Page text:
Expect a resurgence in local shopping centers and a convergence of channels
For all of the talk of the pandemic e-commerce boom, it’s far too soon to write off the brick-and-mortar sector of the retail business. On the contrary, brick-and-mortar are likely to experience a resurgence in 2021 for one simple reason: people will want to get out of the house once COVID-19 is finally under control — and retail establishments are one of the places they’ll be headed.
Retailers and importers will also likely continue to source heavily from China, despite talk to the contrary. (See Peter Buxbaum’s U.S.-China de-coupling – a big red herring)
Still, the pandemic will have left its mark on the retail business. Companies that were ailing before the virus hit did not survive. Stein Mart, Lord & Taylor, Century 21, and Barneys New York are among the retailers that are now liquidating.
E-Commerce Growth Spurt
During the height of the COVID closures, e-commerce packed “six years of growth into six months,” effectively a 12% annual increase, said Craig Johnson, president of Customer Growth Partners, a consulting and research firm. But that growth rate will not be sustainable. The numbers now show that, through 2020, 82.5% of retail sales still happened inside physical stores, a figure that is expected to decrease to only 78% by 2023. That means that, for the next few years, e-commerce will grow at around 2% per year—twice its expected pre-pandemic growth rate but well below the level of the pandemic peak.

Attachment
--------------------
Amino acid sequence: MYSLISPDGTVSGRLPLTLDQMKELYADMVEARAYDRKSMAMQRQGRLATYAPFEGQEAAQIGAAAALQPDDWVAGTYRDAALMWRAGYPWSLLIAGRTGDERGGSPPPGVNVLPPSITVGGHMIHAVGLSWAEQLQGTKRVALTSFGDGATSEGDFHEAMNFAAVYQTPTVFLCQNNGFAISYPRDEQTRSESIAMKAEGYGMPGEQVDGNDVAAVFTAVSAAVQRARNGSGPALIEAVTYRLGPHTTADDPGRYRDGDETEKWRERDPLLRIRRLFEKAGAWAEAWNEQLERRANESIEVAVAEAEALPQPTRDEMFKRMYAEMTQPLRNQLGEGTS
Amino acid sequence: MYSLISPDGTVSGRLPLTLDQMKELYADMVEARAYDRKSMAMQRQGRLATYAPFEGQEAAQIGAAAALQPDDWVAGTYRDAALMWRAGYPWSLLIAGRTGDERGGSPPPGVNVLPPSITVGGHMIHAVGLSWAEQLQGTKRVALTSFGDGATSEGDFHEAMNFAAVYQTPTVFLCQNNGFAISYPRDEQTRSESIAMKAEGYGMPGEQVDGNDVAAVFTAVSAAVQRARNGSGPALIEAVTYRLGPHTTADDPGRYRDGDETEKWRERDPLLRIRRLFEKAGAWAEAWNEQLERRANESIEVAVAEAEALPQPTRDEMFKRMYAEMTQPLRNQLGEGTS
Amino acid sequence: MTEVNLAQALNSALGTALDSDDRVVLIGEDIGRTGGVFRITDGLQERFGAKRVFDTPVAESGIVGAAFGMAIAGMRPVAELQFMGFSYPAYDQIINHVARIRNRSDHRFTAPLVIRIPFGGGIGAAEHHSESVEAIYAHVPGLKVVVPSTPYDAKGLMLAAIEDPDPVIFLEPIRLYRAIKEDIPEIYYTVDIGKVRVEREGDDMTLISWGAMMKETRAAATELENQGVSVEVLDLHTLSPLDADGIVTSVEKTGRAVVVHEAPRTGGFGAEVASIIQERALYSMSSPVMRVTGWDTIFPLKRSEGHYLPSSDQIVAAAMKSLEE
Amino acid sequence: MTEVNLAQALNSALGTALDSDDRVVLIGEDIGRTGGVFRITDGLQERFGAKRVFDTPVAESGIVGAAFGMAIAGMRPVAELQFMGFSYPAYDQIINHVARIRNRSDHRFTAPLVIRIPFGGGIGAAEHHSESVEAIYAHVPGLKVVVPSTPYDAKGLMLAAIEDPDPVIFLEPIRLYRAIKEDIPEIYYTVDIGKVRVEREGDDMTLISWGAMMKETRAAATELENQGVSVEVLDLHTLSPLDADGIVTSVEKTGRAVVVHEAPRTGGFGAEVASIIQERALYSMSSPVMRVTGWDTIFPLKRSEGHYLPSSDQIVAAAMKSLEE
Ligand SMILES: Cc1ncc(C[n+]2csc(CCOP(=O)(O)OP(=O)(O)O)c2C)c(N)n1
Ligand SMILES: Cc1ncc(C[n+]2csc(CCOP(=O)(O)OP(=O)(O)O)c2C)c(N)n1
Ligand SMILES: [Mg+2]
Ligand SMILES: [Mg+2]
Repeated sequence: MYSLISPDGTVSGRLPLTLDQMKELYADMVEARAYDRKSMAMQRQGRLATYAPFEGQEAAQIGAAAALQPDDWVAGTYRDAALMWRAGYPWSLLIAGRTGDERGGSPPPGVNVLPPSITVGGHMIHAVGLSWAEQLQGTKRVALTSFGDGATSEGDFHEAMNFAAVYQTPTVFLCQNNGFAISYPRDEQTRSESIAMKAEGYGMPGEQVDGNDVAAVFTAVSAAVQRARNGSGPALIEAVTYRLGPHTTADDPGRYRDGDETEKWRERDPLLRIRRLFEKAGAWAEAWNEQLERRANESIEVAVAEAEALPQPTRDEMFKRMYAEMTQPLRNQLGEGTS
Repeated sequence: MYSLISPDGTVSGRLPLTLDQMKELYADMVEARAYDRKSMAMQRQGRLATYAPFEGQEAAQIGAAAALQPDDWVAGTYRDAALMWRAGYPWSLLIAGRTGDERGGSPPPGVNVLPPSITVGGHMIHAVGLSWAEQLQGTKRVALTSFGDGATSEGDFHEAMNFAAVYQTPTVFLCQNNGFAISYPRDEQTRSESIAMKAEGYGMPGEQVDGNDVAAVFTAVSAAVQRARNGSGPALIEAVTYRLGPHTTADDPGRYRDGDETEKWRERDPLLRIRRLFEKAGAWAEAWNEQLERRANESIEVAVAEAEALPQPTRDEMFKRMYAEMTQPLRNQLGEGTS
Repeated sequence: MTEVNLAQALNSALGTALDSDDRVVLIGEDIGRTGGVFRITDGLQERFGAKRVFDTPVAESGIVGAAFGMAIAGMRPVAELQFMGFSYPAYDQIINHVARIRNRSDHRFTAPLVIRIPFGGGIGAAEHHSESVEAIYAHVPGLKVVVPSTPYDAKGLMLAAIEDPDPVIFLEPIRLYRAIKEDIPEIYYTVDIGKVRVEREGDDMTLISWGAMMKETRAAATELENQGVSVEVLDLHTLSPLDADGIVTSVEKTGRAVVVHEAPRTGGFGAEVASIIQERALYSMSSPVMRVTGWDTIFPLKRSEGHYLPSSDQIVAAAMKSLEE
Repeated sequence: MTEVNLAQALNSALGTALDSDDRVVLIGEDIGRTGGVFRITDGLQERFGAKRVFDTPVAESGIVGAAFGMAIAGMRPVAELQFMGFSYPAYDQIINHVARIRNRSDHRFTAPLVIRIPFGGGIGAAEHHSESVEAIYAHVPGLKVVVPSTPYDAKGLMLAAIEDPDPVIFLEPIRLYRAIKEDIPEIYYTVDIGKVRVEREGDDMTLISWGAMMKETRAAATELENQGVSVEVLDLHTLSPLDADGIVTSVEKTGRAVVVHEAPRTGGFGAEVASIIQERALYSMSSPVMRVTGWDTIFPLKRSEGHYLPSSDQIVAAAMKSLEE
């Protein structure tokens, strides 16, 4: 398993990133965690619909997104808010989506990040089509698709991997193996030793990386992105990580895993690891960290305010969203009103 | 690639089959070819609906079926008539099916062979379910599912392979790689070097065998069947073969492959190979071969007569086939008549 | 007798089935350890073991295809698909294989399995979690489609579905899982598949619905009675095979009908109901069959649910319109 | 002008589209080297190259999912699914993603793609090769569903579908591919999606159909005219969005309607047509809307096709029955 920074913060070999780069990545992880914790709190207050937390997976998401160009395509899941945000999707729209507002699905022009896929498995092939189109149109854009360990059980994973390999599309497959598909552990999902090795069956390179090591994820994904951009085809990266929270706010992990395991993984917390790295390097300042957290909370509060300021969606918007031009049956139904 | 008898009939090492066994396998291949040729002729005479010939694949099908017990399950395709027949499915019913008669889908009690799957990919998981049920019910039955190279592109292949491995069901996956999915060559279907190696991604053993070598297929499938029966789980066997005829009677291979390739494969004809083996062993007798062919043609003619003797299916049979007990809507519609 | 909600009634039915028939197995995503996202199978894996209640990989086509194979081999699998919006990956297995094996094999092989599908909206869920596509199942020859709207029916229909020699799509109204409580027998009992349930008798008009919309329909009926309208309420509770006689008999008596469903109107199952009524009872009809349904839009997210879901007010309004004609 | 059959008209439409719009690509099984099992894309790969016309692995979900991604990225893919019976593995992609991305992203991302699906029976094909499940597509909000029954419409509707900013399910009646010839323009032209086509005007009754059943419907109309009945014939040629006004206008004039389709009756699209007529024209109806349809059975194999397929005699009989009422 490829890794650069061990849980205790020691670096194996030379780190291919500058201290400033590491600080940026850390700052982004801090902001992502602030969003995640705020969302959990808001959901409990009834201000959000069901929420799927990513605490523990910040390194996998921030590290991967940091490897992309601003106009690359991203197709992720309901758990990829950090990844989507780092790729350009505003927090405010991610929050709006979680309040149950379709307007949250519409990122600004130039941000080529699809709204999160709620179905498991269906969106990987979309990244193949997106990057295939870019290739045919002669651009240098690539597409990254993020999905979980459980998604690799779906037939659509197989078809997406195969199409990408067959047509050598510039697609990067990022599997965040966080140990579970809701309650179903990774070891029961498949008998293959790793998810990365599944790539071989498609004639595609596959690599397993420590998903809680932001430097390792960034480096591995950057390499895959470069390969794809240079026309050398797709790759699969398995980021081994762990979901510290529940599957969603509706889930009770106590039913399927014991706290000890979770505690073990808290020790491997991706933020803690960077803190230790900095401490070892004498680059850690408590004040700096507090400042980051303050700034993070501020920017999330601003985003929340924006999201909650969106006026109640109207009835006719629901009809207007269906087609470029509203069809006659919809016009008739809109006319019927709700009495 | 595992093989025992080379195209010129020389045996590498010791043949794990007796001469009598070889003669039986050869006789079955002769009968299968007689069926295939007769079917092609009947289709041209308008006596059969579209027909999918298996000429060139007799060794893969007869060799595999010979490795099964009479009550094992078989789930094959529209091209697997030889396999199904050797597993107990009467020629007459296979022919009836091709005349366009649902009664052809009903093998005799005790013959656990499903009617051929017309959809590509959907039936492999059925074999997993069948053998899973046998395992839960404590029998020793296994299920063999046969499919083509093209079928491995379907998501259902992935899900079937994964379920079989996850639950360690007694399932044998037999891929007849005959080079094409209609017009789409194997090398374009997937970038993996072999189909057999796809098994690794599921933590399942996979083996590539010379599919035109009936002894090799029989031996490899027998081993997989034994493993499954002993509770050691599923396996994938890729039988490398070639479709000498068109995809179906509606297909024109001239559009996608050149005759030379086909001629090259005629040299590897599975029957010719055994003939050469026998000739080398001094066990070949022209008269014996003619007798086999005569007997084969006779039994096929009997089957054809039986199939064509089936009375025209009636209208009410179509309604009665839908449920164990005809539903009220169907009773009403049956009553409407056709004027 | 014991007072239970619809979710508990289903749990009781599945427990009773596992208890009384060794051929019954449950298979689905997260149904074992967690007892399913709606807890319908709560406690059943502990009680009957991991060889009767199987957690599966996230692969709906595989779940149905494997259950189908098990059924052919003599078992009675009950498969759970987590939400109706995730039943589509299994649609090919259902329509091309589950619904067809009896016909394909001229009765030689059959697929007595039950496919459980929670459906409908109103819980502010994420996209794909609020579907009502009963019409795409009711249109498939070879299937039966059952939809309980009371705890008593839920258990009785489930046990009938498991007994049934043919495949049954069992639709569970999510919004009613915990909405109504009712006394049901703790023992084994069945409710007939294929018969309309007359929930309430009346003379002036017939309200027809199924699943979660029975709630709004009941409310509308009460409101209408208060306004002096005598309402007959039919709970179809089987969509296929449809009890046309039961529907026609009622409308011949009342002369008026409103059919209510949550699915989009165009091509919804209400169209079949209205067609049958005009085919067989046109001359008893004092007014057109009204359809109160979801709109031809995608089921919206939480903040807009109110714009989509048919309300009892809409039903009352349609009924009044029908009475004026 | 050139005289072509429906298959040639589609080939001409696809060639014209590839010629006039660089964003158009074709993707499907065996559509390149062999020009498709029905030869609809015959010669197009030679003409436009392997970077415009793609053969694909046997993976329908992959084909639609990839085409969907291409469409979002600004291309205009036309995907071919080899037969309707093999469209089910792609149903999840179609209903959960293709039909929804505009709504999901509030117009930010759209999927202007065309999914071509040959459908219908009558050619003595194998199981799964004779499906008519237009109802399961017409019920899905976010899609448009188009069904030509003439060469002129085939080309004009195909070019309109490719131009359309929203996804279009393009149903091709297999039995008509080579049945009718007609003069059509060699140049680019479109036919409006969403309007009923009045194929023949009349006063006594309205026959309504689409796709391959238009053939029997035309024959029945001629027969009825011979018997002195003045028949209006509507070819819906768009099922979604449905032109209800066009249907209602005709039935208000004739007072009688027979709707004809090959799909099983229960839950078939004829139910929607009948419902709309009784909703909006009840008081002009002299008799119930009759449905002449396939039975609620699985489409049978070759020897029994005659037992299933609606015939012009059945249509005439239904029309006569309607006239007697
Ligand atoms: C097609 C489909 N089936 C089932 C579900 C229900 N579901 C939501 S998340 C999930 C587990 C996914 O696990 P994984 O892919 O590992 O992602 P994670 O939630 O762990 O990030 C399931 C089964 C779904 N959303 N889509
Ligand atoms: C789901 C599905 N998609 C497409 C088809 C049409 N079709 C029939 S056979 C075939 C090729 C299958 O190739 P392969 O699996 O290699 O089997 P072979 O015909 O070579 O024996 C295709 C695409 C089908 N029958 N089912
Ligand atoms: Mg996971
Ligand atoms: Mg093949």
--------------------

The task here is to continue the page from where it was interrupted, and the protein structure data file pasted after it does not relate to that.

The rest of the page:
One of the downsides of the e-commerce boom was that it caused online systems and logistics networks to become overloaded. One survey from Contentsquare, a software company that markets a digital analytics platform, showed that only 15% of consumers were happy with their online shopping experiences during the pandemic. All of these data point to ample growth opportunities for the surviving brick-and-mortar retailers to cement customer relationships with improved shopping experiences and distribution schemes.
The continuation of home-based work that started during the pandemic will have a couple of consequences. Some outlets like Macy’s, Foot Locker, and Nike are looking to switch from malls to smaller shopping centers and community locations, leading some analysts to believe that neighborhood shopping districts will grow, as workers continue to work more from home than from the office, even after the pandemic is over.
The same phenomenon of home-based work will also cause headaches for apparel retailers, as employees continue to dress down for work at home—and maybe for the office as well. McKinsey & Company’s report, The State of Fashion 2021, predicts that, even with effective control of the virus, global fashion sales will decline as much as 5% in 2021. If the pandemic drags on, the apparel industry won’t return to 2019 levels until the end of 2023, according to the same report.
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